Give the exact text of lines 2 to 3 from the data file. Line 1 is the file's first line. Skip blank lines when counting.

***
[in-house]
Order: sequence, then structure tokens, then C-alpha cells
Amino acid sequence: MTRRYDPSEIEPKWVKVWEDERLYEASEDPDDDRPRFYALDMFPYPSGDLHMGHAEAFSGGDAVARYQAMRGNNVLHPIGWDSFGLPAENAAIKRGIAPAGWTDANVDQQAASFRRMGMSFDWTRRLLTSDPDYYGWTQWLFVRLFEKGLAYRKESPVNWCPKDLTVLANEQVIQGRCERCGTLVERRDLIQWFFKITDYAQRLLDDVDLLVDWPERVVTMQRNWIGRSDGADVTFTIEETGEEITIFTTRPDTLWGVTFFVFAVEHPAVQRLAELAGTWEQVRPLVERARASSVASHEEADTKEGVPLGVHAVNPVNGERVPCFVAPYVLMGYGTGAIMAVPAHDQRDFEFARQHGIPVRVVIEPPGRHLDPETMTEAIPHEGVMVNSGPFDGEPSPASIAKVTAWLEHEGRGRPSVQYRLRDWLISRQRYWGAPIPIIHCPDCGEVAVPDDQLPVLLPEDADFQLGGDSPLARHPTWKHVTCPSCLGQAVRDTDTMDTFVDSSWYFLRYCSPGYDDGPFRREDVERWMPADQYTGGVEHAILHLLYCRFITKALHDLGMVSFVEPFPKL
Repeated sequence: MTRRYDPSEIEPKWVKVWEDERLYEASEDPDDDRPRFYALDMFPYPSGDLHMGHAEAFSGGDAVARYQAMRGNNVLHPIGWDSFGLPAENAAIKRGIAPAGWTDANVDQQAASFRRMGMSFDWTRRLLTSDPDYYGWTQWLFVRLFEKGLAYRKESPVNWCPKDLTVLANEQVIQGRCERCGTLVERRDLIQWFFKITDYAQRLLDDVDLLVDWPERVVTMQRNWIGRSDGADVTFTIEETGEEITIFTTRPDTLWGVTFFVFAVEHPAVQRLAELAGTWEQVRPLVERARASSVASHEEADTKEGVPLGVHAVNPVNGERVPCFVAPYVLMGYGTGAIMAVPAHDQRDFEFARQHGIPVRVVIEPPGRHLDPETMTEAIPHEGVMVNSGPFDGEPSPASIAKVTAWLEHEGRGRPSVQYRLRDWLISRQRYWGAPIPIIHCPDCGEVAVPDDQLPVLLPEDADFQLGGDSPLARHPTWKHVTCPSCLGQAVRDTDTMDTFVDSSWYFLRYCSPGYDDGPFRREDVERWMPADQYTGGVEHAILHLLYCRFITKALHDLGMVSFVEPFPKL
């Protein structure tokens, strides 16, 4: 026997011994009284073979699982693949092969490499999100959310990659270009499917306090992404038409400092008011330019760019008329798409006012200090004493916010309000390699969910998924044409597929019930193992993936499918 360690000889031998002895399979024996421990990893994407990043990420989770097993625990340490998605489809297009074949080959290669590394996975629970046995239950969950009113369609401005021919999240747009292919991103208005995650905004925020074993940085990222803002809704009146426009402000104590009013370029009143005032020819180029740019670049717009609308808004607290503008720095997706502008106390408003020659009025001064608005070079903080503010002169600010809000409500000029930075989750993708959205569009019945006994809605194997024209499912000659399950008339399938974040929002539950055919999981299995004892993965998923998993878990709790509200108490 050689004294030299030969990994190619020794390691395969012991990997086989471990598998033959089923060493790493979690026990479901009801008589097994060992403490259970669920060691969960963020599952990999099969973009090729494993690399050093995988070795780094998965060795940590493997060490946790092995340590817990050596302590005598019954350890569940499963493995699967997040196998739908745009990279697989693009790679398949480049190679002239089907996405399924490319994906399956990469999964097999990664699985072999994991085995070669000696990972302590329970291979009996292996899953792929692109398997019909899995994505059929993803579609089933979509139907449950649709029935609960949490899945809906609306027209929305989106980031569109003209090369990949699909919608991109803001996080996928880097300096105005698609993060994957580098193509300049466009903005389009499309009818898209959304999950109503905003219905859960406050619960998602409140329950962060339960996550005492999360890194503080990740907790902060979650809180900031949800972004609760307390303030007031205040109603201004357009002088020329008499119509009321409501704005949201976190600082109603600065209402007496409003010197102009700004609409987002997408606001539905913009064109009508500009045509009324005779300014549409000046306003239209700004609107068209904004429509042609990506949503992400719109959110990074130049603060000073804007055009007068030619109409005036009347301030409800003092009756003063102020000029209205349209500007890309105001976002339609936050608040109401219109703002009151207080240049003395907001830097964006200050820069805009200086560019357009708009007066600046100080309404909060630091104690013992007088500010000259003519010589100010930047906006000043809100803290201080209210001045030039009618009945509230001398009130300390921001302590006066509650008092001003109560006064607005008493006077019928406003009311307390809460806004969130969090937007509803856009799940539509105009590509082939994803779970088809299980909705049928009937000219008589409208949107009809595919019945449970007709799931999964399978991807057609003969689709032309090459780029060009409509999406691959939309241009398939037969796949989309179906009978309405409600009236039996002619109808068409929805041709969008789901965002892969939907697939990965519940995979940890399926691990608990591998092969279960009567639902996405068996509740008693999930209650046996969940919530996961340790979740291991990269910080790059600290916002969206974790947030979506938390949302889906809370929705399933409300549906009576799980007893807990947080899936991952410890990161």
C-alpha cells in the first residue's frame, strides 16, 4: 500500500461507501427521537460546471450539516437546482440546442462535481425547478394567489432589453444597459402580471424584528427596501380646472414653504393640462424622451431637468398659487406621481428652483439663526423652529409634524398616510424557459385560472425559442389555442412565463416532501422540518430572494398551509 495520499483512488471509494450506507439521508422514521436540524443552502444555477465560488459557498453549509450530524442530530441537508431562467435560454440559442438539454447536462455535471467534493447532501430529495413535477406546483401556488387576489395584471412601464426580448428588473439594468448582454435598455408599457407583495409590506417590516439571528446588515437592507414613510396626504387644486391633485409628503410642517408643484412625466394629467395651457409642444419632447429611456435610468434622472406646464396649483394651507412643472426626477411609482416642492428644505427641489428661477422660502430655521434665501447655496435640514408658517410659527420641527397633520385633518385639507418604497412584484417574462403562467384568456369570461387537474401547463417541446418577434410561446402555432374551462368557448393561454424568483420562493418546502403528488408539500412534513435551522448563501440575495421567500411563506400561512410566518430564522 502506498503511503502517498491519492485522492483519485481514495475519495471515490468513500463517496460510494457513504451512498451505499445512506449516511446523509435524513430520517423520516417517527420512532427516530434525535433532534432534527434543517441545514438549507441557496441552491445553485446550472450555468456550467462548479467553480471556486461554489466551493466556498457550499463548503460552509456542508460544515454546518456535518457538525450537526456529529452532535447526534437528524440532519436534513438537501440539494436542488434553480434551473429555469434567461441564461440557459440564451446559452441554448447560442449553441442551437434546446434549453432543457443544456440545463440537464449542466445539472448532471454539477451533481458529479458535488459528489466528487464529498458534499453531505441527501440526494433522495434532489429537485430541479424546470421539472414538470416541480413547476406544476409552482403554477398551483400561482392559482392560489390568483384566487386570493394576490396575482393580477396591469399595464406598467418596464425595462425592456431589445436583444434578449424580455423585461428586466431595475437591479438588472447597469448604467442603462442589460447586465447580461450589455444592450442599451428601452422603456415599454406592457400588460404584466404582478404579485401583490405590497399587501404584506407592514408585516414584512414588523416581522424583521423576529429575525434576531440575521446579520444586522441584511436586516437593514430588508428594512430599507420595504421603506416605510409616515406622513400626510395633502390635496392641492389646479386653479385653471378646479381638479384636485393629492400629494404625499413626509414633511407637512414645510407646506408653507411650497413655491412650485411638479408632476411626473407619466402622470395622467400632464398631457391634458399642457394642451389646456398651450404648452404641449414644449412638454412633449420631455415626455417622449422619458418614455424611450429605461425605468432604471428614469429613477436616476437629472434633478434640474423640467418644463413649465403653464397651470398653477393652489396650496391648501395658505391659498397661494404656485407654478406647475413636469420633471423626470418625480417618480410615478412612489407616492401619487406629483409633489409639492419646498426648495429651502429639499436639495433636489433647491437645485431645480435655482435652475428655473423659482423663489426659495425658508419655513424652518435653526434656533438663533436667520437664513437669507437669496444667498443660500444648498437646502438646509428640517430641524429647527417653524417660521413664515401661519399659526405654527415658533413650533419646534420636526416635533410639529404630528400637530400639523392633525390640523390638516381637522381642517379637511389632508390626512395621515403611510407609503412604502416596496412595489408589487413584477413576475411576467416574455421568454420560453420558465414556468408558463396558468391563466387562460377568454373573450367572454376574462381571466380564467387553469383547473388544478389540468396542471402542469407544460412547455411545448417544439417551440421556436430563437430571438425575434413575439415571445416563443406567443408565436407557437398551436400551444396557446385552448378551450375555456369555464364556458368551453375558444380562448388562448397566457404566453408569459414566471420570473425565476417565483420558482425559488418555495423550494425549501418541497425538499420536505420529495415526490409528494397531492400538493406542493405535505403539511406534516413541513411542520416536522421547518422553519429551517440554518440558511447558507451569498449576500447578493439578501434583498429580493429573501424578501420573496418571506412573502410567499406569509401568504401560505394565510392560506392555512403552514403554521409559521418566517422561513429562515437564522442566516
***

Order: sequence, then structure tokens, then C-alpha cells
Amino acid sequence: MTRRYDPSEIEPKWVKVWEDERLYEASEDPDDDRPRFYALDMFPYPSGDLHMGHAEAFSGGDAVARYQAMRGNNVLHPIGWDSFGLPAENAAIKRGIAPAGWTDANVDQQAASFRRMGMSFDWTRRLLTSDPDYYGWTQWLFVRLFEKGLAYRKESPVNWCPKDLTVLANEQVIQGRCERCGTLVERRDLIQWFFKITDYAQRLLDDVDLLVDWPERVVTMQRNWIGRSDGADVTFTIEETGEEITIFTTRPDTLWGVTFFVFAVEHPAVQRLAELAGTWEQVRPLVERARASSVASHEEADTKEGVPLGVHAVNPVNGERVPCFVAPYVLMGYGTGAIMAVPAHDQRDFEFARQHGIPVRVVIEPPGRHLDPETMTEAIPHEGVMVNSGPFDGEPSPASIAKVTAWLEHEGRGRPSVQYRLRDWLISRQRYWGAPIPIIHCPDCGEVAVPDDQLPVLLPEDADFQLGGDSPLARHPTWKHVTCPSCLGQAVRDTDTMDTFVDSSWYFLRYCSPGYDDGPFRREDVERWMPADQYTGGVEHAILHLLYCRFITKALHDLGMVSFVEPFPKL